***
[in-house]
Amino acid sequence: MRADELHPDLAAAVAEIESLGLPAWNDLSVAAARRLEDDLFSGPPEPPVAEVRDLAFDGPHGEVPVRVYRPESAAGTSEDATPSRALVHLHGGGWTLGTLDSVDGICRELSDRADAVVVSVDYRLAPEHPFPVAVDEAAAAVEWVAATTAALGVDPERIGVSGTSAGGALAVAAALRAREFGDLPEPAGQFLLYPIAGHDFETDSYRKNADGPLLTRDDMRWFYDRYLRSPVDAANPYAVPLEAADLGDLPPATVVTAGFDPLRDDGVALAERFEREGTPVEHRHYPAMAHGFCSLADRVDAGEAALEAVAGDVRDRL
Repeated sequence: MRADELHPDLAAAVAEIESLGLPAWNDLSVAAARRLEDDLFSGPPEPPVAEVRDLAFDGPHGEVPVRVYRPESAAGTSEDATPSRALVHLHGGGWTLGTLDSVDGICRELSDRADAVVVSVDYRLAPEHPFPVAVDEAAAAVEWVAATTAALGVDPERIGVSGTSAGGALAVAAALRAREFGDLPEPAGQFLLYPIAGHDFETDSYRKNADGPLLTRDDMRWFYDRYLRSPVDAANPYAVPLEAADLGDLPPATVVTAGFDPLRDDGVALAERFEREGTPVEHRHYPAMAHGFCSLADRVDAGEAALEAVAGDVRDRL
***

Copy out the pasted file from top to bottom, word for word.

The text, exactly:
[in-house]
Amino acid sequence: MRADELHPDLAAAVAEIESLGLPAWNDLSVAAARRLEDDLFSGPPEPPVAEVRDLAFDGPHGEVPVRVYRPESAAGTSEDATPSRALVHLHGGGWTLGTLDSVDGICRELSDRADAVVVSVDYRLAPEHPFPVAVDEAAAAVEWVAATTAALGVDPERIGVSGTSAGGALAVAAALRAREFGDLPEPAGQFLLYPIAGHDFETDSYRKNADGPLLTRDDMRWFYDRYLRSPVDAANPYAVPLEAADLGDLPPATVVTAGFDPLRDDGVALAERFEREGTPVEHRHYPAMAHGFCSLADRVDAGEAALEAVAGDVRDRL
Repeated sequence: MRADELHPDLAAAVAEIESLGLPAWNDLSVAAARRLEDDLFSGPPEPPVAEVRDLAFDGPHGEVPVRVYRPESAAGTSEDATPSRALVHLHGGGWTLGTLDSVDGICRELSDRADAVVVSVDYRLAPEHPFPVAVDEAAAAVEWVAATTAALGVDPERIGVSGTSAGGALAVAAALRAREFGDLPEPAGQFLLYPIAGHDFETDSYRKNADGPLLTRDDMRWFYDRYLRSPVDAANPYAVPLEAADLGDLPPATVVTAGFDPLRDDGVALAERFEREGTPVEHRHYPAMAHGFCSLADRVDAGEAALEAVAGDVRDRL